BACKGROUND OF THE INVENTION

Ionic exchange to recover nickel and cobalt for ecologic, economic and strategic reasons have led to an increasing use of hydrometallurgical techniques in heavy metal recovery. Main methods can be chemical or physical-chemical. Examples of the former are chemical oxidation and chemical precipitation. Examples of the latter are adsorption in activated coal, ionic exchanger and extraction via solvents. There are also physical, electro-chemical and biological methods.

Nickel and cobalt display very similar chemical properties. This facilitates mutual recovery of these metals through precipitation (as sulfides or hydroxides) or through extraction by solvents (in chloride, ammonia or sulfate means). Ionic exchange studies have been intensified, with various promising approaches and results. The ionic exchange technique offers some advantages, such as absence of reagent losses in dragging, superior recovery and removal of smaller concentrations of some metal ions and excess of other metals.

Using polymeric resins in ionic exchange to recover metals (specifically nickel and cobalt) has been widely reported in the literature. Recent technological advances in ionic exchange polymeric resins are increasing its use in hydrometallurgical extraction, especially in the gold and uranium industries. Future use of this technology includes the following upsides: high selectivity for metals of interest, high separation capacity, flexible processing regimens, simple process configuration, a high concentration stage, and a high level of automation. These positive features translate into lesser capital and operating costs. They also lead to lesser environmental impact (less water consumption and an opportunity to recycle used water). Two of the main commercial chelating resins, more frequently cited in technical literature and aimed at selectively recovering nickel and cobalt in an acid medium, are shown below:

Chelating Resins

Chelating polymeric resins are examples of ionic exchangers very efficient in selectively removing heavy metals (such as nickel and cobalt) when compared to other exchangers. These ionic-exchange polymeric resins are copolymers with covalently-linked functional groups, containing one or more donor atoms (Lewis Base). They can form coordinated bindings with most metal ions (Lewis Acid). Coulombic and hydrophobic interactions are also present, but their contribution in high metal-ion selectivity is rather small when compared to the Lewis acid-base interactions. For resins with the iminodiacetic acid functional group, the presence of weak acid clusters leads this exchanger to display high affinity for H+ ions. Hence, the lower the pH, the less selective is recovery of metal ions in view of competition with H+ ions. These resins can normally be regenerated with acid solutions (sulfuric or chloride acid, for instance) and such regeneration is highly efficient.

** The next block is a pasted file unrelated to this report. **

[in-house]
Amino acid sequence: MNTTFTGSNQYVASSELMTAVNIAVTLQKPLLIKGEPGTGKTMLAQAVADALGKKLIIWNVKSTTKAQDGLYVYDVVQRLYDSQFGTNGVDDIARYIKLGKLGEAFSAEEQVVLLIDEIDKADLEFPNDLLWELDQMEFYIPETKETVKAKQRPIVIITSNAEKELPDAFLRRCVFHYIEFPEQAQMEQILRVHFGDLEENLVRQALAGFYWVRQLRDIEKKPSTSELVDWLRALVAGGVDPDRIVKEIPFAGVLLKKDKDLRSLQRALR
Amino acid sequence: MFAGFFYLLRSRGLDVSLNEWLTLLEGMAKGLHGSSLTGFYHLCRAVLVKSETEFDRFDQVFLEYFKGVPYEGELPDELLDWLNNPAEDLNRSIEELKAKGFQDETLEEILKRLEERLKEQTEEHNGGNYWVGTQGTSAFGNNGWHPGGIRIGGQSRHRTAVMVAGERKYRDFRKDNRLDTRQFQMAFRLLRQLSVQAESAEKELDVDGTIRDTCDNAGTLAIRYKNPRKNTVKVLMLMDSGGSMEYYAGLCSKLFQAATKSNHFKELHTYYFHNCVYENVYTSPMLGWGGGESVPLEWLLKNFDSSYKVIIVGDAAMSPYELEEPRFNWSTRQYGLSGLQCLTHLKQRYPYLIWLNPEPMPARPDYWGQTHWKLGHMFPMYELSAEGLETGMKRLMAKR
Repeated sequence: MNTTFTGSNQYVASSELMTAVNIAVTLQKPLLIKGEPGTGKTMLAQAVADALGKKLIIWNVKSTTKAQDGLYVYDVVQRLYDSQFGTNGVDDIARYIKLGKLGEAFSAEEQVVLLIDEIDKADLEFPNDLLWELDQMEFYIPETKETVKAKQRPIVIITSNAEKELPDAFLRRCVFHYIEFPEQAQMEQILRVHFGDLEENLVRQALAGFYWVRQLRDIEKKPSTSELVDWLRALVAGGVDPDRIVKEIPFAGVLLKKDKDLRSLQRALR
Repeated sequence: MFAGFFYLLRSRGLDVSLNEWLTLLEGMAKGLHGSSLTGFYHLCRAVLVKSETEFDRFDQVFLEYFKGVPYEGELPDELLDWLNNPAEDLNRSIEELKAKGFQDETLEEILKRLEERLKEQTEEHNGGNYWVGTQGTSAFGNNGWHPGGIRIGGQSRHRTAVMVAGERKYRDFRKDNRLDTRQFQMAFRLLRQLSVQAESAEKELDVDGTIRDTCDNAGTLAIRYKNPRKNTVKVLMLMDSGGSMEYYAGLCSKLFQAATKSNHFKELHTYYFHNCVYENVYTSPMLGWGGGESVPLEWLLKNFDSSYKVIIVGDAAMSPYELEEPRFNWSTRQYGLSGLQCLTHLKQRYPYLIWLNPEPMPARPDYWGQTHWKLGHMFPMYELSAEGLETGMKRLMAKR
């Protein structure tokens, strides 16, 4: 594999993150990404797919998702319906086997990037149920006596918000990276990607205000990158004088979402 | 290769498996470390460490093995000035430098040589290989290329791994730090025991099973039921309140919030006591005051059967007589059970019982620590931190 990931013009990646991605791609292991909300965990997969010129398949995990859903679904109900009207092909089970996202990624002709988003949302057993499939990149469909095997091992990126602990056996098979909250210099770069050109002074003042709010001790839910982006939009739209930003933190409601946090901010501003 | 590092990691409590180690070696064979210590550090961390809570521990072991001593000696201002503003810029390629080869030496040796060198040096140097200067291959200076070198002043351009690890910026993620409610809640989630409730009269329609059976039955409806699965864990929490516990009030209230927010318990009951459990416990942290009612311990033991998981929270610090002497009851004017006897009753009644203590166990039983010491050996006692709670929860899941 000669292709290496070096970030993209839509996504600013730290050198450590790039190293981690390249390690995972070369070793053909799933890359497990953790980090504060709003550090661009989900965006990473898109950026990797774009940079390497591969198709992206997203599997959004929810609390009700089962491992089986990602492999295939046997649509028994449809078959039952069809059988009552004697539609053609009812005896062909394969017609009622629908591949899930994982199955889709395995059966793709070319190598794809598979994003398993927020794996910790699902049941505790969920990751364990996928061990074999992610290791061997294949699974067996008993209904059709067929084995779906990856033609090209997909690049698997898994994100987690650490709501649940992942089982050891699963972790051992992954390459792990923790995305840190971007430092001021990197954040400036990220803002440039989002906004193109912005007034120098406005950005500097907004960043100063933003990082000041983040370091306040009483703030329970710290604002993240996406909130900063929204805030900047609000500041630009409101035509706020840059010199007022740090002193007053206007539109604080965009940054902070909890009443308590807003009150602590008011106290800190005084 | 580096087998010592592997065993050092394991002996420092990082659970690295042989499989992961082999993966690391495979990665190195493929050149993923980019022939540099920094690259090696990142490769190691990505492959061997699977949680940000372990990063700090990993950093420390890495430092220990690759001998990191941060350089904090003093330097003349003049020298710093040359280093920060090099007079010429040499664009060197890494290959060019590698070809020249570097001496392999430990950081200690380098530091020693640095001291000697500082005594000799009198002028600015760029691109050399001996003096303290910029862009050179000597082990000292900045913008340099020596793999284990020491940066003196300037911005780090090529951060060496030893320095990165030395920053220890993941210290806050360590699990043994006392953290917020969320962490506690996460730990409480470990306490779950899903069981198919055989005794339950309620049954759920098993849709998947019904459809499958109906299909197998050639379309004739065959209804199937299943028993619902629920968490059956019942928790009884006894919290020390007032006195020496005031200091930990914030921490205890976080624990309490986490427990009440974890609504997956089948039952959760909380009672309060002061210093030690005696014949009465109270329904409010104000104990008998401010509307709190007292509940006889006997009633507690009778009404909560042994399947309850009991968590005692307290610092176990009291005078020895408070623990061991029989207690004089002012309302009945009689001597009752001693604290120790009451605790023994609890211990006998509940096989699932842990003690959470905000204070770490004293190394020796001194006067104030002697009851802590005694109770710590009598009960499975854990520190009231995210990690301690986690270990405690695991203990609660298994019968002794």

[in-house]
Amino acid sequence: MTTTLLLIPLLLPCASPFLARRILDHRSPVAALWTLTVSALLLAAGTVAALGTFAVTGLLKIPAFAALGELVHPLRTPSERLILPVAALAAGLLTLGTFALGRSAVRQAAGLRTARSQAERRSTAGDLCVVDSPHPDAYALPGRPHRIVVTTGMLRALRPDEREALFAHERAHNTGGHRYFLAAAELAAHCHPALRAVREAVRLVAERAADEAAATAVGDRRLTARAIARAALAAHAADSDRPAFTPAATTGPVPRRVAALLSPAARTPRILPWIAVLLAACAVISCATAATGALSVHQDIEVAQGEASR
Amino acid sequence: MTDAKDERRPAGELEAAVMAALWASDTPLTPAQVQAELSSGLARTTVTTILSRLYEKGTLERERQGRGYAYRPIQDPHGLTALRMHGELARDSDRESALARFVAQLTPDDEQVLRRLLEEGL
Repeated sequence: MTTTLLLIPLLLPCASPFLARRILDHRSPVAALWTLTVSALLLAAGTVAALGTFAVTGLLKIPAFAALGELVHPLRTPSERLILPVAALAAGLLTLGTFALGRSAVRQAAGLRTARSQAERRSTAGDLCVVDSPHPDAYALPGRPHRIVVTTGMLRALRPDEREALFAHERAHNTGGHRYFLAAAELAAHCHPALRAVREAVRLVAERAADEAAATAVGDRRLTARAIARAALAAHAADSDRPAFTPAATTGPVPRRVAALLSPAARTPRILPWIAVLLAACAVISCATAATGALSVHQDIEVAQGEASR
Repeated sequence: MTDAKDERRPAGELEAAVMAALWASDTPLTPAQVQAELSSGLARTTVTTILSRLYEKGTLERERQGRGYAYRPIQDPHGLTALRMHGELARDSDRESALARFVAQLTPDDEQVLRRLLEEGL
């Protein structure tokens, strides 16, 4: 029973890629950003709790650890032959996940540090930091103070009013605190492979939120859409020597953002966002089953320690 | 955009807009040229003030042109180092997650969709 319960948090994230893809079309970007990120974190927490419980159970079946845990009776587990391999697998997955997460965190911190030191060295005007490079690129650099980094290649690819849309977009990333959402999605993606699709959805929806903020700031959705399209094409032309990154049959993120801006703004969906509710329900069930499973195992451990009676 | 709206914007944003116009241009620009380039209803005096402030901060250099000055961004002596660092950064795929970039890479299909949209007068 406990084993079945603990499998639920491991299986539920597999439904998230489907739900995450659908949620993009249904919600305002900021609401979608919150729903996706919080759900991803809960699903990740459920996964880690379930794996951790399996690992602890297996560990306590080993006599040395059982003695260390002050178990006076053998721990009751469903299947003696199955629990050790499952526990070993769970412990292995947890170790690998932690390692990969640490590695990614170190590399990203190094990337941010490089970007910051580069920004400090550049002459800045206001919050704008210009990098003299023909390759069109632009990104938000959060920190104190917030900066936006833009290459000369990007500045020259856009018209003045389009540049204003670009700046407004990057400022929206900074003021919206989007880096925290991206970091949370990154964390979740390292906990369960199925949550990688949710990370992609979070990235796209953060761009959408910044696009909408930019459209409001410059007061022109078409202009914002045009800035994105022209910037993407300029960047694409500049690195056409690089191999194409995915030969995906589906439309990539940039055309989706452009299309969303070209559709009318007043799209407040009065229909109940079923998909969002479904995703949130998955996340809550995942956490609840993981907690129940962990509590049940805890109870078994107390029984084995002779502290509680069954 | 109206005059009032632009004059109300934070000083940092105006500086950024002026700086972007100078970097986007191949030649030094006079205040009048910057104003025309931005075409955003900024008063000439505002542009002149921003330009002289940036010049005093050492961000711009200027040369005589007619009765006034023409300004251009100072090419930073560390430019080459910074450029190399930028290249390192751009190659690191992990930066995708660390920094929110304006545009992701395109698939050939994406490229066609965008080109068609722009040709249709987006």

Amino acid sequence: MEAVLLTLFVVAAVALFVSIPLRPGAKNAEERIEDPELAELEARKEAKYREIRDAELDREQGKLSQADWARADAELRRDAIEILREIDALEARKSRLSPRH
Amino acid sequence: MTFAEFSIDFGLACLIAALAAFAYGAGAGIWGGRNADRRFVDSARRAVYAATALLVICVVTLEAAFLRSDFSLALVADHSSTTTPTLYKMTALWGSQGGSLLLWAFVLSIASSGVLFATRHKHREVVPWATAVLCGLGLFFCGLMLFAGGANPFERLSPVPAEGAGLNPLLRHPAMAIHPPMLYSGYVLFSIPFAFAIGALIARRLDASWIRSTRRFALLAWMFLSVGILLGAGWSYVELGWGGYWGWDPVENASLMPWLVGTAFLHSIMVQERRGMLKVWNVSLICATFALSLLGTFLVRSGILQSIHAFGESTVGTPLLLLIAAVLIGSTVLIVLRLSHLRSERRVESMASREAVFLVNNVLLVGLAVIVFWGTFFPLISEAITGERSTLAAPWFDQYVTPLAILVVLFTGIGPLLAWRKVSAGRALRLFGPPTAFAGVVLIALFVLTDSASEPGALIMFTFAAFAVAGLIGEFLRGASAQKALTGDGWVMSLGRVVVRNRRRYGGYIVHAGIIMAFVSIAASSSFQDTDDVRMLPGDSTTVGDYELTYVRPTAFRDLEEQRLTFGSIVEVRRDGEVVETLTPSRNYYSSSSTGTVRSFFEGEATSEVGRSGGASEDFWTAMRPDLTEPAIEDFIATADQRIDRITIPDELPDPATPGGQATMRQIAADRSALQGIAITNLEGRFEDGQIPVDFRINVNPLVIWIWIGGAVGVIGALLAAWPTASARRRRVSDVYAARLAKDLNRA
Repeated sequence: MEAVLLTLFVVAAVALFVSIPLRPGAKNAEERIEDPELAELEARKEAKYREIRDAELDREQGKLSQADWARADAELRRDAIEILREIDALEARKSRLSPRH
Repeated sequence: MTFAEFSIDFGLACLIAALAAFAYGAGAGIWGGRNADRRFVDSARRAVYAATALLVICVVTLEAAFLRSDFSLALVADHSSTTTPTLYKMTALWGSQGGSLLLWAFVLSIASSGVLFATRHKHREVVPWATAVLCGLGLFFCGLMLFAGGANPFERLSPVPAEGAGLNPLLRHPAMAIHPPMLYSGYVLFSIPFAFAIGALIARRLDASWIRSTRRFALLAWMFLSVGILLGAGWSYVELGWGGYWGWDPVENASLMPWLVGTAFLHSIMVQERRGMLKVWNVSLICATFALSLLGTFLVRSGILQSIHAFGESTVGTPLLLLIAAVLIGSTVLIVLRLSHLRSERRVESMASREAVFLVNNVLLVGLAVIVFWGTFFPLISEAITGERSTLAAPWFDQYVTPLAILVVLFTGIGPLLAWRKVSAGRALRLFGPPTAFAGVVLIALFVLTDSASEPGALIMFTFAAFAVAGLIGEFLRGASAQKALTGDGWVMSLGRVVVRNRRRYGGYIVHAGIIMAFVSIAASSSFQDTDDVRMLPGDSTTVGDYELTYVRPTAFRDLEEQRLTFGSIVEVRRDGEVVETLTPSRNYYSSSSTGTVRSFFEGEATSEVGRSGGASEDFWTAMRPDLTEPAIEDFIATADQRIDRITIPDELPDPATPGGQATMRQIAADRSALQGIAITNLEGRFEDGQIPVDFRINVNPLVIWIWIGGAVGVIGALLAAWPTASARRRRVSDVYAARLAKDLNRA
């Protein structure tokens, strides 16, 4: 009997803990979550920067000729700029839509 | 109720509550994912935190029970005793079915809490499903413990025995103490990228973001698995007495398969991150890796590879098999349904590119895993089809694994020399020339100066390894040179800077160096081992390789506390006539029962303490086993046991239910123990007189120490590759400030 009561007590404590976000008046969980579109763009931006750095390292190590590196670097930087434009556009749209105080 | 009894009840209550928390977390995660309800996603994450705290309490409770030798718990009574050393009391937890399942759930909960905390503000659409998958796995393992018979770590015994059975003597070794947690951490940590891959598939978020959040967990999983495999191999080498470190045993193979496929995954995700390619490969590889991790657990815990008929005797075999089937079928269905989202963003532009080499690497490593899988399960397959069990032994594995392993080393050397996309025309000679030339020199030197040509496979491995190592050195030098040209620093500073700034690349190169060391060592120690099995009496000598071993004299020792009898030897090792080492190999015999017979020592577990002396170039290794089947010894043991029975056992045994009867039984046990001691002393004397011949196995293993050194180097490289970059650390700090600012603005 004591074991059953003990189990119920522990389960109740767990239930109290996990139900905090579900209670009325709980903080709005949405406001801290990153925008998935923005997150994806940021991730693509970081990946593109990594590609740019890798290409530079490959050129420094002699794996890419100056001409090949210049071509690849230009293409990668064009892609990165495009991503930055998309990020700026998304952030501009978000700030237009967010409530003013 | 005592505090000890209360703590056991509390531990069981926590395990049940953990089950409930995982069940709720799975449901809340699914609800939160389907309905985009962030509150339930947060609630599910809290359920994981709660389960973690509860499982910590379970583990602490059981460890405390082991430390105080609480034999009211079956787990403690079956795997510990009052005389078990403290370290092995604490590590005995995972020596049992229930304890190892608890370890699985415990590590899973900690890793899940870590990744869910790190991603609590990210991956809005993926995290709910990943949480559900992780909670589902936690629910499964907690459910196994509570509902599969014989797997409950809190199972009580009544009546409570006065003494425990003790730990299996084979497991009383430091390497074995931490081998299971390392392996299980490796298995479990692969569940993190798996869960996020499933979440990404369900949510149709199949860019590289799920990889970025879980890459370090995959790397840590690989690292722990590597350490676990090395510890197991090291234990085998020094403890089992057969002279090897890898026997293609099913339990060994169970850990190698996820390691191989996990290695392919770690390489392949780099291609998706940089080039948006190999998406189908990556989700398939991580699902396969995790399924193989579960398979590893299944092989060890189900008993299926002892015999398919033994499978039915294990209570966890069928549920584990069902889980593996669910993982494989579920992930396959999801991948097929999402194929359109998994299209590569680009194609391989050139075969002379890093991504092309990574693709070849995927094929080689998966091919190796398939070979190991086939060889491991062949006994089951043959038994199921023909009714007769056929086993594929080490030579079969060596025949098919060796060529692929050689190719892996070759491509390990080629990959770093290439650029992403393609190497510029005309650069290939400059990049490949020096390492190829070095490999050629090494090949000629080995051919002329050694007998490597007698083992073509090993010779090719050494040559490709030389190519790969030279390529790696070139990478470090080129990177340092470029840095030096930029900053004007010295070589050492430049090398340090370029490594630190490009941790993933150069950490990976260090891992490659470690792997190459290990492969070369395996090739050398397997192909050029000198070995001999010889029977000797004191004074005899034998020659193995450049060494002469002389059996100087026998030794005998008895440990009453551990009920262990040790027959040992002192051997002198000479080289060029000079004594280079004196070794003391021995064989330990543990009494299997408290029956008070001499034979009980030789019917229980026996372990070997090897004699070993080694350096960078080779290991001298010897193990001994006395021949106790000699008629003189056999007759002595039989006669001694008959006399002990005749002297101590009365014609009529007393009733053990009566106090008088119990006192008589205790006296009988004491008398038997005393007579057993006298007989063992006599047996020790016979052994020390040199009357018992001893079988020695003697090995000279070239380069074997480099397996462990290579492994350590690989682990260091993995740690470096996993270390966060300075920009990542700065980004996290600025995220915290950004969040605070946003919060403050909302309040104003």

Chelating exchangers in the bis-picolylamine functional group with nitrogen donor atoms display some little-common properties regarding recovery of aqueous-stage metal ions. As shown by Sengupta, et al., “Metal (II) Ion Binding Onto Chelating Exchanges With Nitrogen Donor Atoms: Some New Observations And Related Implications” Environmental Science Technology, 25, 1991, pp 481-488, specifically for these chelating exchangers, (a) metal ion recovery increases as the concentration of competing Ca2+ and Na2+ ions also increases; (b) metal-removing capacity remains nearly unchanged at low pH values, such as pH=1; (c) regeneration or desorption of metal ions with ammonia is very efficient, while acid regeneration is less effective; (d) both metal cations and anions can be simultaneously removed from the aqueous stage; and (e) due to fimctional clusters of weak acid and weak bases, these exchangers also display affinity with hydrogen ions. Thus, the lower the pH, the lesser will metal ion selective recovery be, given the competition with the H* ions. Sengupta's, supra, complex study of adsorption mechanisms has explained and proven these characteristics.